Doubt. Since we are exploring prayer this year on Healthy Spirituality, room needs to be made for times of doubt and unanswered prayer. How do we keep praying in time of waiting and indecision? Where is God when we don’t experience him or hear his voice?
Sheryl Giesbrecht shares her story and strategies for difficult times like these in her new book “It’ll be Okay: Finding God when Doubt Hides the Truth.” During her dark times, she would keep telling herself, “It’ll be okay.” She writes she wasn’t sure what “it” was, but this phrase kept her on the search for God in her foggy times.
I think we all can identify with experiences of doubt and uncertainty. It’ll Be Okay is a new book what can help us through these difficult times.
“Frequent flyers know what it is like to trust an airplane pilot to land a plane in zero visibility. To me, that’s what it is like to trust God when you can’t “see, hear, or feel” him. Pilots trust their radar and depend on their landing gear, and likewise, we must learn how to trust God’s heart when we can’t see his hand. At the time, I didn’t know how much more to my walk with him I had yet to experience, learned only by walking though the zero visibility of the fog of doubt. Doubts need to be addressed, or they will rot your faith from the inside out. Be honest with God and yourself. Dealing with doubt to the point of renewed belief brings spiritual strength. Don’t be afraid to doubt.”
One aspect of this book I really like is Sheryl’s vulnerability of sharing her own story along with stories from the Bible and other Christians. Chapter one starts right off with the example of Mother Theresa and her many years of not experiencing God while maintaining her own faith so deeply that many other people were blessed by her.
She sums the lessons from Mother Theresa so well in a Frederick Buechner quote that impacted me. I recorded in my journal for further pondering:
“Faith is a way of waiting—never quite knowing, never quite hearing or seeing, because in the darkness we are all but a little lost. There is doubt hard on the heels of every belief, fear hard on the heels of every hope, and many holy things lie in ruins because the world has ruined them and we have ruined them. But faith waits even so, delivered at least from that final despair which gives up waiting altogether because it sees nothing left worth waiting for.”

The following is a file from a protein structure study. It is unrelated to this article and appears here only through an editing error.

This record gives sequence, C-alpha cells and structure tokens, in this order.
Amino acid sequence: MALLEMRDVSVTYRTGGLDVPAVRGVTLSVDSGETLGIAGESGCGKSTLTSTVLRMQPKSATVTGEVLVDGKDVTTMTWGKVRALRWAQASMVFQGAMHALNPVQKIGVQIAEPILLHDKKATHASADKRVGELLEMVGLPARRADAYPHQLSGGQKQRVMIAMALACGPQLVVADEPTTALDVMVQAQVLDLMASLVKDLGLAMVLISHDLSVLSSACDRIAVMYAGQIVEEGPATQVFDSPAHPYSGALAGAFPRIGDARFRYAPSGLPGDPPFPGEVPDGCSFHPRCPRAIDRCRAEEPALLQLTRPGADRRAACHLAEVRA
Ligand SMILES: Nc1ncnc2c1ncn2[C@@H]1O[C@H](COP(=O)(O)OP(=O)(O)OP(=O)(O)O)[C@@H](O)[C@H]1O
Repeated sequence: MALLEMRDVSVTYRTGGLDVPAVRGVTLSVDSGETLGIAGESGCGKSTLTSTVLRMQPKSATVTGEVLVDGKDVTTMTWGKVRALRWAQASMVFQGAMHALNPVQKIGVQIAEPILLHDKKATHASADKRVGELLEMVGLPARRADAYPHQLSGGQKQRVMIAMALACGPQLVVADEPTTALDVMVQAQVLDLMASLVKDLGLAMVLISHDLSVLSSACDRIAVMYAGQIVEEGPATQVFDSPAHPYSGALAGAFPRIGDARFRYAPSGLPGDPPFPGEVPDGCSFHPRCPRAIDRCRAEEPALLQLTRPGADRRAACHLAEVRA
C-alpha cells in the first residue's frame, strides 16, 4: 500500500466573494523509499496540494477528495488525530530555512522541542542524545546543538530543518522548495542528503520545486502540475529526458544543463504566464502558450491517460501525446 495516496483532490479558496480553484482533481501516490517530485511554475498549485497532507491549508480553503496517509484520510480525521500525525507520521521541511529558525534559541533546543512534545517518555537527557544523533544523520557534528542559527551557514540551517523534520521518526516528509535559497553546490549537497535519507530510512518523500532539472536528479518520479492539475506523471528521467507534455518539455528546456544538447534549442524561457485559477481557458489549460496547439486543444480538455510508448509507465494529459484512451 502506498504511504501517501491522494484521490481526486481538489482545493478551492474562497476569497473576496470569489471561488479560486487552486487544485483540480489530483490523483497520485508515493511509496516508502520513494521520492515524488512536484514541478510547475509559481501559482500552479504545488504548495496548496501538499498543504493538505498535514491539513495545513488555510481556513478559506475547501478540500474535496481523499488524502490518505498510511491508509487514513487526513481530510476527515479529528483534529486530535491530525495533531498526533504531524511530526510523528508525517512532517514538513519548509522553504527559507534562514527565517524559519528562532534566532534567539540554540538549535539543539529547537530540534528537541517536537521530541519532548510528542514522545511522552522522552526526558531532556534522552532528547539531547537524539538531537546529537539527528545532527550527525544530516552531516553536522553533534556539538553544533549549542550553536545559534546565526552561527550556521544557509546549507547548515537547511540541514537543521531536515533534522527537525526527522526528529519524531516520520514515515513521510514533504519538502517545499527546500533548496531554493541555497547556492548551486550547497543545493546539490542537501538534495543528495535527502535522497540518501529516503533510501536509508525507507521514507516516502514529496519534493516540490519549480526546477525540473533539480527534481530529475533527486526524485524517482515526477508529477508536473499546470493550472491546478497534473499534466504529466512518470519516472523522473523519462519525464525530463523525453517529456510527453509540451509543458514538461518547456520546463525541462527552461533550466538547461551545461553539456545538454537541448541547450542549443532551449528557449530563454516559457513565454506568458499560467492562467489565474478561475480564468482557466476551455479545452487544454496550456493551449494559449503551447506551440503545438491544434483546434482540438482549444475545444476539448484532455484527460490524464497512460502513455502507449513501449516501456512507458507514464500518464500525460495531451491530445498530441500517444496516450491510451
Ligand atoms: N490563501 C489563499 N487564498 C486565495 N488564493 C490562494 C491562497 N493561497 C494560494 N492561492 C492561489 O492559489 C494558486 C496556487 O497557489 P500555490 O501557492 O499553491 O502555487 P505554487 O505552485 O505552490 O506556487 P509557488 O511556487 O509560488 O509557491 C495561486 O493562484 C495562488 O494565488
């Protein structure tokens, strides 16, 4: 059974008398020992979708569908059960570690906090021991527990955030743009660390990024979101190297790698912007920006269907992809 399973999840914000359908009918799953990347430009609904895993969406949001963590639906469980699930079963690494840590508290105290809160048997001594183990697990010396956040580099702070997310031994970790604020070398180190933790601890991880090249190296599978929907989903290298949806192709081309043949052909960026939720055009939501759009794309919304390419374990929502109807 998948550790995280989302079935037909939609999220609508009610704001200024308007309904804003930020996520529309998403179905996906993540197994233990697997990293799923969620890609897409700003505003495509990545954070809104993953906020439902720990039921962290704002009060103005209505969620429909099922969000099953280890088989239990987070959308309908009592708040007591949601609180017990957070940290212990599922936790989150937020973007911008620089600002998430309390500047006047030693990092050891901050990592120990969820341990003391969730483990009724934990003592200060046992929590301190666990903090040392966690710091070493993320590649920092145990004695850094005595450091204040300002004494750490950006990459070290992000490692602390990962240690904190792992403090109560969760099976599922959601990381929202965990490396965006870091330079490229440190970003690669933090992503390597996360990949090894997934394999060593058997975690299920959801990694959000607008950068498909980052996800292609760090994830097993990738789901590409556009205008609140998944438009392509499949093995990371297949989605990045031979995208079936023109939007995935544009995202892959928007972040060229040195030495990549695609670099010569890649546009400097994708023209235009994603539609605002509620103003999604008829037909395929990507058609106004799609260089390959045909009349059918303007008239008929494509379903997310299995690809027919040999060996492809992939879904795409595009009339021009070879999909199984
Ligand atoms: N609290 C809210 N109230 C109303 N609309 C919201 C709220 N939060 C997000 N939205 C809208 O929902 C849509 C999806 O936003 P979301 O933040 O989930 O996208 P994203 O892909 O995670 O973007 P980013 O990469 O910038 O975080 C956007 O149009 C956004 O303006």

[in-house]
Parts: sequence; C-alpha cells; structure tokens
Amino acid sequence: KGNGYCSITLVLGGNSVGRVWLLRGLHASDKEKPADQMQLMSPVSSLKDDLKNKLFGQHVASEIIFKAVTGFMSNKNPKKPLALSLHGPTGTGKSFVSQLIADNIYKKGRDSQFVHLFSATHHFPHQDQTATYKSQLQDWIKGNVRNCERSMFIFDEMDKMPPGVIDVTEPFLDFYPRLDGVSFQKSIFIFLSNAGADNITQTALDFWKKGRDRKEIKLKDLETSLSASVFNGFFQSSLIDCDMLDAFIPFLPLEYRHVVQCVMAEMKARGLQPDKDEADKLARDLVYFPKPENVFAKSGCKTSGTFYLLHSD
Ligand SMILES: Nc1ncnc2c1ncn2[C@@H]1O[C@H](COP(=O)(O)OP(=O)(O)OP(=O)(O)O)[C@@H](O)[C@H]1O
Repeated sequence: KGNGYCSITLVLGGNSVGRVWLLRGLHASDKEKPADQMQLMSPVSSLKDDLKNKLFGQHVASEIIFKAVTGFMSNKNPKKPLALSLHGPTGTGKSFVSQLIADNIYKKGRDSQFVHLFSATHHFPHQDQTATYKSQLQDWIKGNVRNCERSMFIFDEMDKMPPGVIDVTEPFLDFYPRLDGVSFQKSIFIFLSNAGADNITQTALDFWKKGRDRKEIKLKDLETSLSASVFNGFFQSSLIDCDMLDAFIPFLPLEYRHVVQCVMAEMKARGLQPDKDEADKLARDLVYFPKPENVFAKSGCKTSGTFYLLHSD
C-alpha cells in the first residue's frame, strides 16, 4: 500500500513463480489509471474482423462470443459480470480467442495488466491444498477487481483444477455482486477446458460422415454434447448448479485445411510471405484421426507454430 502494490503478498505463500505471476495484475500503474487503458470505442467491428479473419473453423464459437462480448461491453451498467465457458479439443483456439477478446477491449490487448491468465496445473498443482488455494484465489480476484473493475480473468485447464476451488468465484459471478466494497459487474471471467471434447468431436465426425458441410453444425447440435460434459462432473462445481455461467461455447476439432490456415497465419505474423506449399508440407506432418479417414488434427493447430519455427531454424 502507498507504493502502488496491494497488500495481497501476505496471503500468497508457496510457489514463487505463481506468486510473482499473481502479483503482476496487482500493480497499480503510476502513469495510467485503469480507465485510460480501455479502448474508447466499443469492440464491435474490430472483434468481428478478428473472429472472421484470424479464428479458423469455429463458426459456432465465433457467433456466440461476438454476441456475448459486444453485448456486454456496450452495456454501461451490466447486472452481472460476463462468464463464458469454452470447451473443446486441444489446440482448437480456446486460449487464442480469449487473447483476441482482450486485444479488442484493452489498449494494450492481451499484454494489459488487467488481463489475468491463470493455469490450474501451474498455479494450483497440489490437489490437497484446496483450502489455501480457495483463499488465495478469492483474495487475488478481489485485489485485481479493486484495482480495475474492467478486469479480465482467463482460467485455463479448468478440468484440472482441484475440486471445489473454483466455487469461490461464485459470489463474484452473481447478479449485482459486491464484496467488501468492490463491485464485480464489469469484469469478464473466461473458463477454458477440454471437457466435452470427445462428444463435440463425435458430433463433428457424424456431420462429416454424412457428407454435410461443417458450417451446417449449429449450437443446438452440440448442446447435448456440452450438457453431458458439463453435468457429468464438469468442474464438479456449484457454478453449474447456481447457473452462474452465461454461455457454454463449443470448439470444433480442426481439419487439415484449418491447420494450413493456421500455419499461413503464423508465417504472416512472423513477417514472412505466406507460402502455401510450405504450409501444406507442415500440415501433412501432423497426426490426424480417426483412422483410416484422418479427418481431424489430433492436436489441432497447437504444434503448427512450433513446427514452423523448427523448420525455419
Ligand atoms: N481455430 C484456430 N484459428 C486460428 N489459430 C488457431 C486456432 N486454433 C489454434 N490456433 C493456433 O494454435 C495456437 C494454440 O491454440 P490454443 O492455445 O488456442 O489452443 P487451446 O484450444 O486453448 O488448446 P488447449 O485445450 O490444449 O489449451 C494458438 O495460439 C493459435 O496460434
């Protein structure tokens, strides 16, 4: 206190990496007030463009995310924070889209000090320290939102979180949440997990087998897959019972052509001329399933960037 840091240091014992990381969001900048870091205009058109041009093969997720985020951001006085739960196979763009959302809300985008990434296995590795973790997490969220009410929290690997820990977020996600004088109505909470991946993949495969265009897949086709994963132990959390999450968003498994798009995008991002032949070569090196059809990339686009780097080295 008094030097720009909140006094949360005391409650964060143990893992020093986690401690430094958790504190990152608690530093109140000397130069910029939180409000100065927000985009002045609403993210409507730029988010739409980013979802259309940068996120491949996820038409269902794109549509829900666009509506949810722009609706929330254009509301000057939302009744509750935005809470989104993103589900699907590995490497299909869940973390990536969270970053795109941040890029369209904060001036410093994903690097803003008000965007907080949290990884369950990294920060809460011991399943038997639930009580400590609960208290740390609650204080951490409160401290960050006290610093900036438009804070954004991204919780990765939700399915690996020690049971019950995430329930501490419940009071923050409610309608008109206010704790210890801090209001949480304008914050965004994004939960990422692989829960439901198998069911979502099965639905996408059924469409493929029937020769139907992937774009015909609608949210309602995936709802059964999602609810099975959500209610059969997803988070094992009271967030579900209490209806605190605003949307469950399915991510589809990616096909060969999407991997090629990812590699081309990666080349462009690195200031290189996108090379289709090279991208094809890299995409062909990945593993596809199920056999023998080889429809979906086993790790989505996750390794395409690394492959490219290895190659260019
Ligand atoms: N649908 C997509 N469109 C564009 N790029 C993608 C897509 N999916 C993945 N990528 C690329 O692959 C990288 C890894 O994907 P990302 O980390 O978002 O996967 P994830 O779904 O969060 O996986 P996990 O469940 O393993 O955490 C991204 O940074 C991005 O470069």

Sheryl also explores deeply the different aspects of doubt:
“It’s interesting to consider that “doubt” comes from the Greek word distazo—from dis meaning “twice” or “double.” Doubt happens when we double-think a concept or an idea, or re-entertain a thought. It’s something like second thoughts. Further, the word “dubious” comes from Latin duitare or dubius from which we get “dubious”—questionable. One of the most important things to understand is that there are two different aspects of doubt: 1. Unbelief, disbelief, rejection, denial, agnosticism, faithlessness. 2. Uncertainty, lack of confidence, reservation, problematic, misgivings, skeptical, questioning, wavering, indeterminate.”
This book reminded me that both faith and doubt are part of the process of learning we have in this adventure of life. To be honest with God about our confusion, not to hide them but to express them, wrestle with them and use them to cultivate a deeper walk with God, gives me hope for the dark times.
“We can doubt our doubts without having to live a doubting way of life. Doubt encourages rethinking. Its purpose is more to sharpen the mind than to change it. Doubt can be used to pose the question, get an answer, and push for a decision. But doubt was never meant to be a permanent condition. Doubt is one foot lifted, poised to step forward or backward. There is no motion until the foot comes down. The decision is a commitment to trust God no matter what life brings our way, accepting that in both good and bad circumstances, God knows what’s best for us.”
A book of hope. A book of deepening faith. A book well worth reading.
One of my favorite prayers from the Bible is from Mark 9: 24: “I do believe. Help my unbelief” – a great prayer for foggy times.
One lesson doubt has taught me is as I grow older and experience more of the ups and downs in life, the up’s do return and faith grows in the darkness. God is with us even when we don’t hear him, touch him, experience him. He is faithful when our faith isn’t full.
What have times of doubt taught you? What are you reading right now?